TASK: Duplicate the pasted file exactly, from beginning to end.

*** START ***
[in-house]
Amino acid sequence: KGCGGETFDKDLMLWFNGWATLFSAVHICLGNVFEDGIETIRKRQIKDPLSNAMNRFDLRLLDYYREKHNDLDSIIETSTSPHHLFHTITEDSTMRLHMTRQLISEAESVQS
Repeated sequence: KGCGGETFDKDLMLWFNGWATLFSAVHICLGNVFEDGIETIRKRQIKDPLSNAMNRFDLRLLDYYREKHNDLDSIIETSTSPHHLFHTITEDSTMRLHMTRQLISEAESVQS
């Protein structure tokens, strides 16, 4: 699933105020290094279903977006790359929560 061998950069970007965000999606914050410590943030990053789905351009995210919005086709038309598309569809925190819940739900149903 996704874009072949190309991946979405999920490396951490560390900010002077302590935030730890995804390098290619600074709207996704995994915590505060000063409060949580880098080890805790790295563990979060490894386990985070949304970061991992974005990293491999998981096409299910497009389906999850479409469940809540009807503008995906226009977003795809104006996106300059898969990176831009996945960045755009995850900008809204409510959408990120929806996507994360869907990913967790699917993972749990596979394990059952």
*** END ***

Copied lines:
[in-house]
Amino acid sequence: KGCGGETFDKDLMLWFNGWATLFSAVHICLGNVFEDGIETIRKRQIKDPLSNAMNRFDLRLLDYYREKHNDLDSIIETSTSPHHLFHTITEDSTMRLHMTRQLISEAESVQS
Repeated sequence: KGCGGETFDKDLMLWFNGWATLFSAVHICLGNVFEDGIETIRKRQIKDPLSNAMNRFDLRLLDYYREKHNDLDSIIETSTSPHHLFHTITEDSTMRLHMTRQLISEAESVQS
């Protein structure tokens, strides 16, 4: 699933105020290094279903977006790359929560 061998950069970007965000999606914050410590943030990053789905351009995210919005086709038309598309569809925190819940739900149903 996704874009072949190309991946979405999920490396951490560390900010002077302590935030730890995804390098290619600074709207996704995994915590505060000063409060949580880098080890805790790295563990979060490894386990985070949304970061991992974005990293491999998981096409299910497009389906999850479409469940809540009807503008995906226009977003795809104006996106300059898969990176831009996945960045755009995850900008809204409510959408990120929806996507994360869907990913967790699917993972749990596979394990059952």